The high temperatures this week have made watering the garden a twice daily challenge and this has highlighted a problem. Do I want to continue to garden in this high maintenance way? If I want colour, scent and variety in my borders then yes, I do. On the other hand, we don’t want to become slaves to the garden, particularly if and when grandchildren come along and we we want to spend more time away from home.
I have been very impressed with the drumstick Allium sphaerocephalum bulbs in the pots which are now fully open and attracting lots of bees. I must remember to buy more in September. I like the fact that they are much later to flower than Purple Sensation and Cristophii and so keep the theme going for longer.
I am not a fan of Hollyhocks and so didn’t plant this one. However, I do admire plants that seed themselves and then go on to survive and prosper. This one came in from next door and has done itself proud. So far no rust. It gives height and stature to the border and a leg up to the Verbena bonariensis growing through it.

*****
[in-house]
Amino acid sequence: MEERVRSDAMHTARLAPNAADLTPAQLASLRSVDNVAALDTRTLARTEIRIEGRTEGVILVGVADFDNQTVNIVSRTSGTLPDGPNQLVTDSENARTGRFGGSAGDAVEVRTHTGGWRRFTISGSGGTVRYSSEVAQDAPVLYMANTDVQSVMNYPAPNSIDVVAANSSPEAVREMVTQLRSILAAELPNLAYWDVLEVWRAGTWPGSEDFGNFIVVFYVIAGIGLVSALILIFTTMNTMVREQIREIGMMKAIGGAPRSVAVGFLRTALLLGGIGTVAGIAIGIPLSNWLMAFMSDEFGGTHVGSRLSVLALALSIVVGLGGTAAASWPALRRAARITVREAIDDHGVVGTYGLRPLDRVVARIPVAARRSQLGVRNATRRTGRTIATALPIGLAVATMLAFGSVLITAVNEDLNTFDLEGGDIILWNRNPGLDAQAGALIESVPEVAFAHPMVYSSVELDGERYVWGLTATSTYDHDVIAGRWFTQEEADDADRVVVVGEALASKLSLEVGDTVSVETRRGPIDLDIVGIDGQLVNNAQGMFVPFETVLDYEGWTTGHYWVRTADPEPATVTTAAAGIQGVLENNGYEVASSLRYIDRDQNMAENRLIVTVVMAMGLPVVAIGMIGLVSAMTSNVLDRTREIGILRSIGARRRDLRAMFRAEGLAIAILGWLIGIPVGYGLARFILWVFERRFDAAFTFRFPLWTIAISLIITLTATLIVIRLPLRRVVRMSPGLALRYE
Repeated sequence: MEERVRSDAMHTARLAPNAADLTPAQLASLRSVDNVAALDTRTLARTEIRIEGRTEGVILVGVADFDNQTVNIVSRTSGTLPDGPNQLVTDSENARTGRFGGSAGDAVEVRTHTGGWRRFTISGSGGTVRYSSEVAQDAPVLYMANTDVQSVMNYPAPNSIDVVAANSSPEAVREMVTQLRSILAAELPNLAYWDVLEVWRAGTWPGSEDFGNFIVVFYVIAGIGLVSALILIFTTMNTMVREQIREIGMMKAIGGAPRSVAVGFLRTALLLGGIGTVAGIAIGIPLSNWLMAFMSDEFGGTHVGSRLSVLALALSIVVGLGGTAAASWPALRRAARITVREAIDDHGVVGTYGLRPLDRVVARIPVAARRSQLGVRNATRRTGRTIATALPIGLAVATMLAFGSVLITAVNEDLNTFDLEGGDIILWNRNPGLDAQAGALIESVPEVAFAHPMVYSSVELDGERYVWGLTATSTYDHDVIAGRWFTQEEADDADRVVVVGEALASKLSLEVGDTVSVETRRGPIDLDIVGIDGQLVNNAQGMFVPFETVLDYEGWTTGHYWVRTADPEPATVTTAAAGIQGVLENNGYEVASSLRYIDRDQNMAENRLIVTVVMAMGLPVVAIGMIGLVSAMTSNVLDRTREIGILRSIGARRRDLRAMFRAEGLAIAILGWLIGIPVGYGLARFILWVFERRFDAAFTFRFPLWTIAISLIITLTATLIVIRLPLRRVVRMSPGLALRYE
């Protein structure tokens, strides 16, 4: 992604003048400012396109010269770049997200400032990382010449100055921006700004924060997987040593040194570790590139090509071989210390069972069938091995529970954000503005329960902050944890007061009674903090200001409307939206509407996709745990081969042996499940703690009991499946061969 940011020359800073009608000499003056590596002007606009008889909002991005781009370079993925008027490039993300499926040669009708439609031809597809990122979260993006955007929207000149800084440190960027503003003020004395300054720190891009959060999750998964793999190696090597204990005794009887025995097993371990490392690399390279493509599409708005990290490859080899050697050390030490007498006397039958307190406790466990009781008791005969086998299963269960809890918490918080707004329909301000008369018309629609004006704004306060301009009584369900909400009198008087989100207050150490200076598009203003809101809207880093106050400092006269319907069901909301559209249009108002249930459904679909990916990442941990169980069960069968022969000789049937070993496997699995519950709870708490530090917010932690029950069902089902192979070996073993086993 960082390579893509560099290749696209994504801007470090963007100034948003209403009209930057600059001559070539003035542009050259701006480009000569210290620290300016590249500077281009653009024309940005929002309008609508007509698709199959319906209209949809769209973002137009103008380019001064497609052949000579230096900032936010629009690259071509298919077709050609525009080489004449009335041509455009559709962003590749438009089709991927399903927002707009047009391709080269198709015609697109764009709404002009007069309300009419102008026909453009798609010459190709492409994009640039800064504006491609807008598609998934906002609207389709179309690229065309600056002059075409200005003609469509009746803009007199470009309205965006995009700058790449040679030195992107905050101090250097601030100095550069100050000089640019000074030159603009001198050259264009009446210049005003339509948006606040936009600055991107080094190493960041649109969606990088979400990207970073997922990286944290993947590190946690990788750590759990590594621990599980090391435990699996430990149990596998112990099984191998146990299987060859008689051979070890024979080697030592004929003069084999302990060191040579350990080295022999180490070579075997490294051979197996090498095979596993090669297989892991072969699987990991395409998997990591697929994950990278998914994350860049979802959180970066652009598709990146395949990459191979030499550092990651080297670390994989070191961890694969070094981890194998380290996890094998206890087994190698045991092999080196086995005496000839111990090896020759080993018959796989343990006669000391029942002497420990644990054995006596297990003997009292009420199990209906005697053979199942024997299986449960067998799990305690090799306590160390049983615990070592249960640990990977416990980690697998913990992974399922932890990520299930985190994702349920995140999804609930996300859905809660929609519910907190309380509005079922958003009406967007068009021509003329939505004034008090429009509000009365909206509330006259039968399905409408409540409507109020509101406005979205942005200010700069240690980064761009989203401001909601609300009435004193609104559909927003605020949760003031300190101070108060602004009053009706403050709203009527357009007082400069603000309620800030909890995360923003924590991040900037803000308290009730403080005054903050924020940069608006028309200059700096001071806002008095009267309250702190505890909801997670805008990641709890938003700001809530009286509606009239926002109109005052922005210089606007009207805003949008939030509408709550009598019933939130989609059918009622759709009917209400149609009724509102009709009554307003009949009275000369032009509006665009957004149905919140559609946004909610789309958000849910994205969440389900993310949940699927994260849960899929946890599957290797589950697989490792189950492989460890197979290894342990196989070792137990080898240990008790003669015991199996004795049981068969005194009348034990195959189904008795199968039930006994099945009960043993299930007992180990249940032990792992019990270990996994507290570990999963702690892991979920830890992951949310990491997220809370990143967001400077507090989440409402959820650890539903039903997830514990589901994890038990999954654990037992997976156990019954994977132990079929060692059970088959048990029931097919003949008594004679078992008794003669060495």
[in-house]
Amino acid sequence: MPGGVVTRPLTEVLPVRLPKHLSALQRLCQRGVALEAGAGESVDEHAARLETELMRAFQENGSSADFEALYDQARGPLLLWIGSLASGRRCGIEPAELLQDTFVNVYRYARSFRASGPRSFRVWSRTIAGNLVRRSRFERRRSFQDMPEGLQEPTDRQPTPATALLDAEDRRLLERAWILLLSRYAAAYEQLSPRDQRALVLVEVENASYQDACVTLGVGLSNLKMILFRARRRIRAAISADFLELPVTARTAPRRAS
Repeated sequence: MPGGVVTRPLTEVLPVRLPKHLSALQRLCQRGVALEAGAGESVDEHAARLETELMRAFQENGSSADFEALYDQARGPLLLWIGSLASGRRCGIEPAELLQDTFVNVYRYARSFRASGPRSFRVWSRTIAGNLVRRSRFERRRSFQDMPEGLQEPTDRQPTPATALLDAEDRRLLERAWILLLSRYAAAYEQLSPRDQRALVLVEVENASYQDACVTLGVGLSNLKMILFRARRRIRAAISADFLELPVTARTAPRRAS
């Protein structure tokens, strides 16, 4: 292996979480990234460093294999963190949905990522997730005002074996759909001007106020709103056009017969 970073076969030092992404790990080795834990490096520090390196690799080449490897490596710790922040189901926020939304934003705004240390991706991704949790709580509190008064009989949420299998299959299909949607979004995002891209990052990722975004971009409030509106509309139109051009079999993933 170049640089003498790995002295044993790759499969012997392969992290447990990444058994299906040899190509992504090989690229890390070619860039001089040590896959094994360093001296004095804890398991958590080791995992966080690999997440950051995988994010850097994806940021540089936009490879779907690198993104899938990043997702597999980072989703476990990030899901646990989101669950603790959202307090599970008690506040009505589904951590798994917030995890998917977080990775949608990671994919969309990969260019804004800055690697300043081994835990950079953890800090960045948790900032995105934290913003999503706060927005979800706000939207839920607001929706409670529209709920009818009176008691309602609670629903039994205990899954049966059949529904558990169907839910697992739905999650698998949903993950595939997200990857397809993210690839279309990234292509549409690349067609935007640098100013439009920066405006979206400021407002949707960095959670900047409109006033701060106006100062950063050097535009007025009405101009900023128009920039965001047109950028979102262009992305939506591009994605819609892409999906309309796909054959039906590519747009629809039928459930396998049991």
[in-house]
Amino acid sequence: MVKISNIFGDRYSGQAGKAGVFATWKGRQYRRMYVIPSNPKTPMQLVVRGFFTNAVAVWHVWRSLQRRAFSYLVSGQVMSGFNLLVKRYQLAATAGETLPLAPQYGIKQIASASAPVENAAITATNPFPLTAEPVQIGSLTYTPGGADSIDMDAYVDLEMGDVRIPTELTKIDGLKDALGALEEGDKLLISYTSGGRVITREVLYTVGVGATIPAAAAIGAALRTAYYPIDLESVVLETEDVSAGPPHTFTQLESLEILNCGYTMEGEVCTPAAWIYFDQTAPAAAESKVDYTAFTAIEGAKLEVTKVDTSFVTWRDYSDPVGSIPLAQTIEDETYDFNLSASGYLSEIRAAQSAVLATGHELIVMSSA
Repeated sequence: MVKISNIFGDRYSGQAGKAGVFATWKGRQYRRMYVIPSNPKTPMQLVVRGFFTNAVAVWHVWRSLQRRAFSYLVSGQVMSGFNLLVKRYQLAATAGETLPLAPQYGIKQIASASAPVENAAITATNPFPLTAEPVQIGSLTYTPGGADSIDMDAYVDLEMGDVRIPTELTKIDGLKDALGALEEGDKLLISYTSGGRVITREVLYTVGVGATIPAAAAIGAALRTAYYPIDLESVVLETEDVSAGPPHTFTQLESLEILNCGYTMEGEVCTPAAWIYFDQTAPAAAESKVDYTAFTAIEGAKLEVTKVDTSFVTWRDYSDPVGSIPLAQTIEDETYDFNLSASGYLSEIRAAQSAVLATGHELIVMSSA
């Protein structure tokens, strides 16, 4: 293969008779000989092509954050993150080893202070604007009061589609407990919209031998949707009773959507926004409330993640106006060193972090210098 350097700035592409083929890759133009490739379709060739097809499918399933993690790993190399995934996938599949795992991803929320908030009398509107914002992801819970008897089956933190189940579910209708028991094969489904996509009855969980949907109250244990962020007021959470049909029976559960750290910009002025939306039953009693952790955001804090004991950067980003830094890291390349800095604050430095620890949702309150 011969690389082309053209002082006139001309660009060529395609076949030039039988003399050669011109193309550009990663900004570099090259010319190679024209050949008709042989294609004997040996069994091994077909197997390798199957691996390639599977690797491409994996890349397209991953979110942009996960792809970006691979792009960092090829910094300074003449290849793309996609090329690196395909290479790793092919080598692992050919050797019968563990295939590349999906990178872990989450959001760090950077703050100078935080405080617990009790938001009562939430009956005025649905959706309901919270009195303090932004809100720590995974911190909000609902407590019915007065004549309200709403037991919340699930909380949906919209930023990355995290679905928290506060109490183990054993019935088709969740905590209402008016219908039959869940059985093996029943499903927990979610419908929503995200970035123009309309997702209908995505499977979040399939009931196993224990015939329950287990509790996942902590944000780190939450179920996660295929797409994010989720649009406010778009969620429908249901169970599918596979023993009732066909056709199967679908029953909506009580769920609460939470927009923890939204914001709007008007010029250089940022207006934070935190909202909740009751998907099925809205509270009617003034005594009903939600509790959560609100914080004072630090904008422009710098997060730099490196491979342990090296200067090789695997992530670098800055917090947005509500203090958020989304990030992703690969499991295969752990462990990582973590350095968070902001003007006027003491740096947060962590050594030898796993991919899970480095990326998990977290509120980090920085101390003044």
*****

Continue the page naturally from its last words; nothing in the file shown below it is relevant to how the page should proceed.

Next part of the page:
The Agastache ‘Apricot Sprite’ grown from seed has done well planted on top of the dwarf narcissus in the stone pot by the front door. I like the anise or liquorice smell of Agastache although I have since discovered that a lot of people don’t. I grew a lot of plants this year and couldn’t even give them away!
This is the first sign of a new plant to my garden. Rudbeckia laciniata which I grew from seed last year and thought I had lost over the winter. However, it seems to be hardier than it’s delicate appearance would suggest.
This Echium ‘Blue Bedder’ grown from a free packet of seeds has once again proved itself to be invaluable as a rich source of nectar for hungry bees. Reliable, drought tolerant, low growing and attractive front of border cousin of the usually enormous spires the name Echium conjures up.
Finally, this is for one of my followers who has dovecotes in his garden. My advice is don’t get the doves ‘cos this is what happens!